Diff revision: specific benefits (personal examples)

As a follow-up to the post “Diff revision: diff-based revision of text notes, using spaced repetition”, and as suggested by gwern in the comments, I’m adding a list of very specific cases where diff revision has been useful to me. Warning: some of these examples are super-specific, programming-oriented. But they make good examples. Also, in some cases flashcards could have worked too, as of course there’s some overlap between the two memorization methods.

In all cases, keed in mind it’s impossible to say with 100% certainty what I would have remembered without the repetition, but these cases are examples where I’m pretty sure I’d have forgotten.

  • An example dear to my heart: neuroscience was a side subject I wanted to study for a while, at least some basics.
    • In the past (~2003) I tried reading the first few chapters out of Purves’ Neuroscience textbook, but forgot almost all of what I had read after beginning my baccalaureate (2004), for lack of time to read further. This was actually the main frustration that sparked the development for this tool.
    • Thanks to that system (I think), I now remember most of what I wanted to get out of these chapters (which I’ve had to re-read a few years later when I started my masters degree, ~2009), without having spent too much time encoding notes (I started with flashcards, then quickly realized this was way too much work for what I wanted).
  • There are some programming concepts, functions, or bash and vim commands, etc. I remember, or started using, thanks to this.
    • It’s very easy to reinvent the wheel, or do things the wrong way, if you don’t remember some specific things exist. It’s easy to know you need a screwdriver when you see a screw, but it’s not immediately obvious you need a screw anchor if you don’t know about them (yeah why not simply screw into the wall? you’ll know when things fall apart weeks later)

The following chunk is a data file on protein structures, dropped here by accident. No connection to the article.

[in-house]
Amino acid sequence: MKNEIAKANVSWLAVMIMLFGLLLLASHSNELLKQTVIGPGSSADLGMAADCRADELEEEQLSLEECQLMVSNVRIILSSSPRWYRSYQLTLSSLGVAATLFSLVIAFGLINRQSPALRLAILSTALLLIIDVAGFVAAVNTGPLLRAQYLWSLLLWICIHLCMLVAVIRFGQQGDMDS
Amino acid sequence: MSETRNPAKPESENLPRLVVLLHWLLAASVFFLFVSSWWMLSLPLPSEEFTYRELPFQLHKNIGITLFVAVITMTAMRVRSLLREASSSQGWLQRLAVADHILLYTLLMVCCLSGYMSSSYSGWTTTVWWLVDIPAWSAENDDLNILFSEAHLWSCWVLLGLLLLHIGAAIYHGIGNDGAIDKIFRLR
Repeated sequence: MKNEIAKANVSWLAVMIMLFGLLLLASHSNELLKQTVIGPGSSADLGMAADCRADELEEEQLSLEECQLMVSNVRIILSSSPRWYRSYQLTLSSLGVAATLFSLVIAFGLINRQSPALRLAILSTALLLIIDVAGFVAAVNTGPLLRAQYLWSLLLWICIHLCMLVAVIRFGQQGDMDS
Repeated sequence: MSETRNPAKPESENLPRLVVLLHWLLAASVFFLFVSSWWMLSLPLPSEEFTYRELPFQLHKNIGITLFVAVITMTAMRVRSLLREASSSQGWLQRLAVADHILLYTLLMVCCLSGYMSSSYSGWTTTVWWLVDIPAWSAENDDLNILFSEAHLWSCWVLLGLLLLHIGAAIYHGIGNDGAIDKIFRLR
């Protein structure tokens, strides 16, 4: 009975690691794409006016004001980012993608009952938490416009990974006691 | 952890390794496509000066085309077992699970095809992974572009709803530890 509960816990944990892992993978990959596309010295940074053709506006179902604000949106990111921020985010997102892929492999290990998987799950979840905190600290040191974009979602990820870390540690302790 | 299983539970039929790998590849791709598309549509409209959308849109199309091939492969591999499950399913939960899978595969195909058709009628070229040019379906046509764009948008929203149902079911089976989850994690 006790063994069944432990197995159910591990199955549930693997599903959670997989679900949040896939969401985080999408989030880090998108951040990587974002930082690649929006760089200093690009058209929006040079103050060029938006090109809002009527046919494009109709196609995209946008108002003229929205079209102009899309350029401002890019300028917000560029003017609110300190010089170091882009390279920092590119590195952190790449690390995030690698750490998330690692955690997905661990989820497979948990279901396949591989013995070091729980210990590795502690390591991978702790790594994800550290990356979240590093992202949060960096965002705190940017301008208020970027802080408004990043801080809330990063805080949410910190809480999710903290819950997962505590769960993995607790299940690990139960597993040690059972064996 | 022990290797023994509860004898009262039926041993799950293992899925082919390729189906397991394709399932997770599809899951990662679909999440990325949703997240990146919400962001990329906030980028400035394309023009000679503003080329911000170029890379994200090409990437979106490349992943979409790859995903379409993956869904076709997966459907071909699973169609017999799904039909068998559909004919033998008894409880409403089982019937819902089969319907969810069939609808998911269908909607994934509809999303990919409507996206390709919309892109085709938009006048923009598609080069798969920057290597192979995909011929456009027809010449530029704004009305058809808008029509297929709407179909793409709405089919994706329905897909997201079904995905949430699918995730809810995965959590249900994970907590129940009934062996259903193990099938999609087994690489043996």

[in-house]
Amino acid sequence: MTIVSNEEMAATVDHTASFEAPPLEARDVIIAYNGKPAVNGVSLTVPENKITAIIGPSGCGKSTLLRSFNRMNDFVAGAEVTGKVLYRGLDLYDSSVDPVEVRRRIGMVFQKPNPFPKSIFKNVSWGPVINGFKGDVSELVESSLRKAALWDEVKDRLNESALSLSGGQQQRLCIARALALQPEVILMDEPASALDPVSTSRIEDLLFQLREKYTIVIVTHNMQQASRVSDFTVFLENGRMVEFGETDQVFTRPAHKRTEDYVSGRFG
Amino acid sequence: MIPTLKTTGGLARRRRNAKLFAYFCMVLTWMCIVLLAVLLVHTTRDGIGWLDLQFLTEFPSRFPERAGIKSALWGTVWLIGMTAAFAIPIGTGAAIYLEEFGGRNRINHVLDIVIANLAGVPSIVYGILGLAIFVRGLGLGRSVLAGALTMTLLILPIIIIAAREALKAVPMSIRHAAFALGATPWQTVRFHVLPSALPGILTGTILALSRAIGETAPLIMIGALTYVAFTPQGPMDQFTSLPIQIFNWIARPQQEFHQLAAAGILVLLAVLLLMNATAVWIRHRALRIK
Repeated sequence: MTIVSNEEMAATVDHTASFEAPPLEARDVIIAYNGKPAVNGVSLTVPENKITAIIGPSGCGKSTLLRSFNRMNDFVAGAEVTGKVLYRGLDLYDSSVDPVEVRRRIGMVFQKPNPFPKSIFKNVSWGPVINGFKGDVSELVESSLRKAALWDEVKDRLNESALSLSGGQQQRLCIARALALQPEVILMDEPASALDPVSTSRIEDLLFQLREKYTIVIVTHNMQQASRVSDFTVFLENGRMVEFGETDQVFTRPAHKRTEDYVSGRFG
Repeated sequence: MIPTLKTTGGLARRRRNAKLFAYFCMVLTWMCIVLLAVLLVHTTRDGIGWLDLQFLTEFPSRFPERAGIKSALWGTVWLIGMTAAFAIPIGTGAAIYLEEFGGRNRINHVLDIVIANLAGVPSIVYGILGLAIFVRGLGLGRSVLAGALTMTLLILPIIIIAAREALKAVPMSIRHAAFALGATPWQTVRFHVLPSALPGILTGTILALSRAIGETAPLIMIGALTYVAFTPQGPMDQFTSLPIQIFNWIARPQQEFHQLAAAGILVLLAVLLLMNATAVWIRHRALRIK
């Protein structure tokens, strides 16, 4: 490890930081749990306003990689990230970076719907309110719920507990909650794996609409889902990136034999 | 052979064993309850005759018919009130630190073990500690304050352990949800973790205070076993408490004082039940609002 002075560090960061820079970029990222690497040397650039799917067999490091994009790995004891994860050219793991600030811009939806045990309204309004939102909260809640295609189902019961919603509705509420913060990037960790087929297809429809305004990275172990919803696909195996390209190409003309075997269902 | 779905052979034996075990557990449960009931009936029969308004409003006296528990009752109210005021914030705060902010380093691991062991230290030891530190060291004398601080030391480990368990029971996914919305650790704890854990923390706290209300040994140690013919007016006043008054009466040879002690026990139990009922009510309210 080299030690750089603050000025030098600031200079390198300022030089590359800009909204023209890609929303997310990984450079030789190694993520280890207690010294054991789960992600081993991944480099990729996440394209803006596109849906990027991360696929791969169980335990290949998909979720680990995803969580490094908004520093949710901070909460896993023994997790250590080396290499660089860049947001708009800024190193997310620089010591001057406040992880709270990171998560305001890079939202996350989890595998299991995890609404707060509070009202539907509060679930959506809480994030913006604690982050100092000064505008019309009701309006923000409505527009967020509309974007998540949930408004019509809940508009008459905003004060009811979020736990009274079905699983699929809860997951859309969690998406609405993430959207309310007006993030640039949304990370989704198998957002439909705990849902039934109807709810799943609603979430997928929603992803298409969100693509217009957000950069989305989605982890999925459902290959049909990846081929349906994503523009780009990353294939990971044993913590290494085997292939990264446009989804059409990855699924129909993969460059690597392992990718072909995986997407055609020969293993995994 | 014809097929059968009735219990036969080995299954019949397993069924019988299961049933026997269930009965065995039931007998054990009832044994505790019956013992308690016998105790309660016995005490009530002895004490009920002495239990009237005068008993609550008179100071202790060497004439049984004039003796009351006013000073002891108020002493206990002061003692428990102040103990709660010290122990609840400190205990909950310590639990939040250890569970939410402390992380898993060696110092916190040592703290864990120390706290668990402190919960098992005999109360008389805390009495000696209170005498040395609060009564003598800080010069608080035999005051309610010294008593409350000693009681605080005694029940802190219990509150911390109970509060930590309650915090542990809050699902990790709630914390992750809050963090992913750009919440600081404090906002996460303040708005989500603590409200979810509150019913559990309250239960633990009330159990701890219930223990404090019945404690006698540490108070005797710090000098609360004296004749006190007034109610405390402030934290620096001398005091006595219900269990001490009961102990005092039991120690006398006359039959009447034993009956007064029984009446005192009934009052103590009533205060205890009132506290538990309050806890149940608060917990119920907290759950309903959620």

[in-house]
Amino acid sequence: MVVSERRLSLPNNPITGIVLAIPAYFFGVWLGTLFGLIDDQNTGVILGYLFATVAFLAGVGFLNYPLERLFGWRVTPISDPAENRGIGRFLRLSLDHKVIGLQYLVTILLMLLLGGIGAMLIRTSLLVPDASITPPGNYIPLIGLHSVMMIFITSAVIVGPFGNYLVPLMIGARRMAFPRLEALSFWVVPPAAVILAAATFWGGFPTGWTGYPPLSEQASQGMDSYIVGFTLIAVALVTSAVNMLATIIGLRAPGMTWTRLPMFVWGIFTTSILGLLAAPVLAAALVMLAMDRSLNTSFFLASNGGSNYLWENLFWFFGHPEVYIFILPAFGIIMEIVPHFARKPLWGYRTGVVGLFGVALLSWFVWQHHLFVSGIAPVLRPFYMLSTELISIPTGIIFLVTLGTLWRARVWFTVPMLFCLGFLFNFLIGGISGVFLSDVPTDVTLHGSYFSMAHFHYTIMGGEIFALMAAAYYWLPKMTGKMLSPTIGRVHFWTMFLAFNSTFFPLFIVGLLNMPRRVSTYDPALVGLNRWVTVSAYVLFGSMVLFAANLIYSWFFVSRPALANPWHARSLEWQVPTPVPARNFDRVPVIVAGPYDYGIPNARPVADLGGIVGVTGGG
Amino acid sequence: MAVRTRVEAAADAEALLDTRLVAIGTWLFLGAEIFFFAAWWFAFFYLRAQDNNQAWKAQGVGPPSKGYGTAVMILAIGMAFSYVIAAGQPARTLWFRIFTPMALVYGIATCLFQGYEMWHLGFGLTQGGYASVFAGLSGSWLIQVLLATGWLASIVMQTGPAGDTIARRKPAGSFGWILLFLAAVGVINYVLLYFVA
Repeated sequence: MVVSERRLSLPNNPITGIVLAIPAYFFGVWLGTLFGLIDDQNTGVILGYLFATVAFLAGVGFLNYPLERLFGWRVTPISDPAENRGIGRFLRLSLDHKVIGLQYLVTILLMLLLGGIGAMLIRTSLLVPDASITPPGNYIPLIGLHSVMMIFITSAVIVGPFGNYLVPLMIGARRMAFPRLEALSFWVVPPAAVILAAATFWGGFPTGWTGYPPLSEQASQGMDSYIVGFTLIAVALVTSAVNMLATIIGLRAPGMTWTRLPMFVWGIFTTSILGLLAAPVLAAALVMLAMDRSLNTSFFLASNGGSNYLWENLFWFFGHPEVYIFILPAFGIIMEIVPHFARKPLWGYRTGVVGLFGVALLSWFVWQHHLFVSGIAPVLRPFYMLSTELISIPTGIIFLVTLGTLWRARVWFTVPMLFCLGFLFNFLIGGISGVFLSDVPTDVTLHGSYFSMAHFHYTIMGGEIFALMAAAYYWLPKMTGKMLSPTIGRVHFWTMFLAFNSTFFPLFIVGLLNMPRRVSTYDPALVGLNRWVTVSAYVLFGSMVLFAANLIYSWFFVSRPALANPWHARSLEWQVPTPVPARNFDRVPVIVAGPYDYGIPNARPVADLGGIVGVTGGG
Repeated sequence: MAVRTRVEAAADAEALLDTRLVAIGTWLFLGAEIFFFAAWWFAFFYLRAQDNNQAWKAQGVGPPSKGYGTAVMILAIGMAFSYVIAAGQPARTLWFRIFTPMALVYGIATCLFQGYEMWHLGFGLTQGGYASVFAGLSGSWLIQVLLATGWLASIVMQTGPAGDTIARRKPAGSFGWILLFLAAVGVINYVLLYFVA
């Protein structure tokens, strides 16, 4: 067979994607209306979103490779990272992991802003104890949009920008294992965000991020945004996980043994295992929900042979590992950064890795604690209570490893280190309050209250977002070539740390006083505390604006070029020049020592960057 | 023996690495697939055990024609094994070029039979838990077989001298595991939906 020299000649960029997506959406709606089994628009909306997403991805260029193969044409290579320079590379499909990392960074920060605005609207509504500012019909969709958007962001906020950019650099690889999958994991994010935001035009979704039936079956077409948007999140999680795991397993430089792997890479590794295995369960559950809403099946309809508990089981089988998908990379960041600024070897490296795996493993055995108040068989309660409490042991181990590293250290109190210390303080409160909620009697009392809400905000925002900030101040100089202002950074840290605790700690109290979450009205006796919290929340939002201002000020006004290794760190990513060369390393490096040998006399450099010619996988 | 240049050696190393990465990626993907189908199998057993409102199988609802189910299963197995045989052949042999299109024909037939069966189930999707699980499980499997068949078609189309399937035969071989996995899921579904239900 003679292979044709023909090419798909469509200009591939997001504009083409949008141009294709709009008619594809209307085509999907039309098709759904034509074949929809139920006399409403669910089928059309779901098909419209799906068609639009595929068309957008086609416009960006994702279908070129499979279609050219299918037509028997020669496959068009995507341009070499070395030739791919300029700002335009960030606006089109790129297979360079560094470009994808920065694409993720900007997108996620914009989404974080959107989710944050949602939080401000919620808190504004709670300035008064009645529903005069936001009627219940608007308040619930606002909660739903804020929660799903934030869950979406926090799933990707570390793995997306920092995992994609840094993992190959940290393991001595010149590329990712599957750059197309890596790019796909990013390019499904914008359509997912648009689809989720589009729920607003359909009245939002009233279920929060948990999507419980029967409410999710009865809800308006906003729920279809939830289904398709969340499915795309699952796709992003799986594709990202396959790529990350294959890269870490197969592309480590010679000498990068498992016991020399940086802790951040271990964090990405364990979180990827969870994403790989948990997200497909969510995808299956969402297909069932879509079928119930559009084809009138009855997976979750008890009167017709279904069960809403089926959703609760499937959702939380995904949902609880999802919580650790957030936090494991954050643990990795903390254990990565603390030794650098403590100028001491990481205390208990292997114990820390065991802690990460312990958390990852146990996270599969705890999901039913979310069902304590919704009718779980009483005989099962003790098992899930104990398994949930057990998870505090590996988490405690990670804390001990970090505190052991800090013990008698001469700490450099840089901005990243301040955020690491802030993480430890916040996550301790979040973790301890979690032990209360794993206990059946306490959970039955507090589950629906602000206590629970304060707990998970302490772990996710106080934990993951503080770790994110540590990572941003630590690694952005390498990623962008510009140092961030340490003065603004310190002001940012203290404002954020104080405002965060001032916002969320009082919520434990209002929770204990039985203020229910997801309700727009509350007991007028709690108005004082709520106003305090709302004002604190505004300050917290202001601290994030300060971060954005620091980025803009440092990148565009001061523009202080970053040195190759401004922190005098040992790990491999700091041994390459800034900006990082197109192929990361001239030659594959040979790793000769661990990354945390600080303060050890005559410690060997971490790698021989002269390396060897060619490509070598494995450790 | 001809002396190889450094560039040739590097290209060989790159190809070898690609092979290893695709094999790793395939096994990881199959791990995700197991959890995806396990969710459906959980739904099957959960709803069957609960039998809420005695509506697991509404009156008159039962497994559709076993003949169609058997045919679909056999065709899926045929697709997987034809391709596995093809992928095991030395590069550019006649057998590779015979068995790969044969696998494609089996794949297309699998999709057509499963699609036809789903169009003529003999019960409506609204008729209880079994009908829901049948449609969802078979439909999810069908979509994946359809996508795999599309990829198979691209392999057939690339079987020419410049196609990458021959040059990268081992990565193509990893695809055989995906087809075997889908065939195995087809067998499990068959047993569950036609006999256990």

• Very specific examples:
      • some much less frequently used vi commands/features, e.g. mode lines
      • very specific: remembered to use “nohup” to start background processes because I reviewed it, otherwise I would probably have ended with something more hackish (using a GNU screen)
      • extended attributes for files, notably ACLs, specifically about 4 months ago even though I hadn’t used them in ~3 years I remembered about specific details of them (exact command) and could propose them as a solution quickly
    • Also, it helps getting into the habit of using a command.
      • E.g. if I read that I can use “sudo !!” to redo the last command as super-user, by taking note of it, and reviewing it, I think I’m more likely to start using it, and then remembering comes even more easily, from using it.
      • That’s how I started using the “#”, “*” and “Ctrl+P” shortcuts in vim, as a specific example.
  • Of course there are higher-level notions I rememberin more details thanks to this. This is not as directly useful, but it comes in handy when discussing software design ideas away from the computer. Yes you can do a lookup on Google, but often that’s just not quick enough when brainstorming with others.
    • General example: recently, I learned lots of high-scalability architecture concepts, such as details of Amazon Dynamo or Hadoop
      • to give a very specific example: the way data is stored per version in Google BigTable.
  • I have a much better idea of where to store (take note of) something new, and what older entries to link with completely new entries/files, and where I might find something I’m looking for. It complements wiki search, but it’s better since I have a better mental model of my notes, which also becomes a working mental model of my knowledge (I wrote about that in a previous blog post, see bit on “Mirror of your knowledge”).
    • Prior to using that system, I tended to forget where I had put something, and would create duplicate. I have ~1700 wiki entries, and I often won’t add anything for months at a time in a given entry. It’s hard, then, to think of the right place to put something if
  • I feel much more confident I won’t forget somethingwhen I write it down in my wiki, that I’m not wasting my time.
    • Yes one could try to review things by hand, or rely on re-reading when editing their notes, but this formalizes the review with proper intervals. No need to worry about re-reading.

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